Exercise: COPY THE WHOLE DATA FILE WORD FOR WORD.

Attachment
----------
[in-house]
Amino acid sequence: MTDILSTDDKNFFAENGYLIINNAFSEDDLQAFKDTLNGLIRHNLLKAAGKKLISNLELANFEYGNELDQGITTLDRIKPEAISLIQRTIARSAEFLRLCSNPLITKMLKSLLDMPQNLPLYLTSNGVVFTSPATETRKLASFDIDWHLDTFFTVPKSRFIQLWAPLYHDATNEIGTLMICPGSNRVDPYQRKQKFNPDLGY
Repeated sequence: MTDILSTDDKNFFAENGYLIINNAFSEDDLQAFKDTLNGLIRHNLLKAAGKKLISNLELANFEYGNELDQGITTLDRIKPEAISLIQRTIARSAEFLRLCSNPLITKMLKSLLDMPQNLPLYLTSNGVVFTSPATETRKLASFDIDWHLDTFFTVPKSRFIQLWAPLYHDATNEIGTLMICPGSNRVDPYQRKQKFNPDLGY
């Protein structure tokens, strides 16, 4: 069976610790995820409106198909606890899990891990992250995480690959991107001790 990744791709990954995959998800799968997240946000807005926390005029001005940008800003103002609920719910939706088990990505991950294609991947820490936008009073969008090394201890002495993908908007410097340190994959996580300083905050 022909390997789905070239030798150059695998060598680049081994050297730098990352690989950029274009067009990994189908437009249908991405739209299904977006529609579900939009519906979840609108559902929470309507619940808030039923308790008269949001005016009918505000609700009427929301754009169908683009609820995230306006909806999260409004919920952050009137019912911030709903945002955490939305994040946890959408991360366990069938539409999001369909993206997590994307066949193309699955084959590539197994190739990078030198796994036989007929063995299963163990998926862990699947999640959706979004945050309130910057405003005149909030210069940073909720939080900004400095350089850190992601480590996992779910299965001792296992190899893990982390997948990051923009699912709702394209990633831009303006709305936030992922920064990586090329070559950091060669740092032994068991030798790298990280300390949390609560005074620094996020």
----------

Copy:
[in-house]
Amino acid sequence: MTDILSTDDKNFFAENGYLIINNAFSEDDLQAFKDTLNGLIRHNLLKAAGKKLISNLELANFEYGNELDQGITTLDRIKPEAISLIQRTIARSAEFLRLCSNPLITKMLKSLLDMPQNLPLYLTSNGVVFTSPATETRKLASFDIDWHLDTFFTVPKSRFIQLWAPLYHDATNEIGTLMICPGSNRVDPYQRKQKFNPDLGY
Repeated sequence: MTDILSTDDKNFFAENGYLIINNAFSEDDLQAFKDTLNGLIRHNLLKAAGKKLISNLELANFEYGNELDQGITTLDRIKPEAISLIQRTIARSAEFLRLCSNPLITKMLKSLLDMPQNLPLYLTSNGVVFTSPATETRKLASFDIDWHLDTFFTVPKSRFIQLWAPLYHDATNEIGTLMICPGSNRVDPYQRKQKFNPDLGY
């Protein structure tokens, strides 16, 4: 069976610790995820409106198909606890899990891990992250995480690959991107001790 990744791709990954995959998800799968997240946000807005926390005029001005940008800003103002609920719910939706088990990505991950294609991947820490936008009073969008090394201890002495993908908007410097340190994959996580300083905050 022909390997789905070239030798150059695998060598680049081994050297730098990352690989950029274009067009990994189908437009249908991405739209299904977006529609579900939009519906979840609108559902929470309507619940808030039923308790008269949001005016009918505000609700009427929301754009169908683009609820995230306006909806999260409004919920952050009137019912911030709903945002955490939305994040946890959408991360366990069938539409999001369909993206997590994307066949193309699955084959590539197994190739990078030198796994036989007929063995299963163990998926862990699947999640959706979004945050309130910057405003005149909030210069940073909720939080900004400095350089850190992601480590996992779910299965001792296992190899893990982390997948990051923009699912709702394209990633831009303006709305936030992922920064990586090329070559950091060669740092032994068991030798790298990280300390949390609560005074620094996020």